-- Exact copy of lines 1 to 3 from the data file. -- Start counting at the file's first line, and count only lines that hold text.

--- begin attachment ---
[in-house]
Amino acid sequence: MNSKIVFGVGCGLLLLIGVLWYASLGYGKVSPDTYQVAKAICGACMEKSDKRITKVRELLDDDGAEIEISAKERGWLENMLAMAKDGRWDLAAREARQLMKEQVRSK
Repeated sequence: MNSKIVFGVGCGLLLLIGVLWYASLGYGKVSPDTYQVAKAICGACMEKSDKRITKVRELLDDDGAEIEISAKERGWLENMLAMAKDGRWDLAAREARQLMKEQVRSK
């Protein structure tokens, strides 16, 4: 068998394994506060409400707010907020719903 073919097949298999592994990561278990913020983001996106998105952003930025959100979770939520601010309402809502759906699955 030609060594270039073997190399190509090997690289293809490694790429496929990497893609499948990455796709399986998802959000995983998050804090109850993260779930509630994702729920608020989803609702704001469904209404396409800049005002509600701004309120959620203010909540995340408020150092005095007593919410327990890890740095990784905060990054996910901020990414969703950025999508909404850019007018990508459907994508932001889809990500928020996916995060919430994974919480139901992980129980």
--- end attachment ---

[in-house]
Amino acid sequence: MNSKIVFGVGCGLLLLIGVLWYASLGYGKVSPDTYQVAKAICGACMEKSDKRITKVRELLDDDGAEIEISAKERGWLENMLAMAKDGRWDLAAREARQLMKEQVRSK
Repeated sequence: MNSKIVFGVGCGLLLLIGVLWYASLGYGKVSPDTYQVAKAICGACMEKSDKRITKVRELLDDDGAEIEISAKERGWLENMLAMAKDGRWDLAAREARQLMKEQVRSK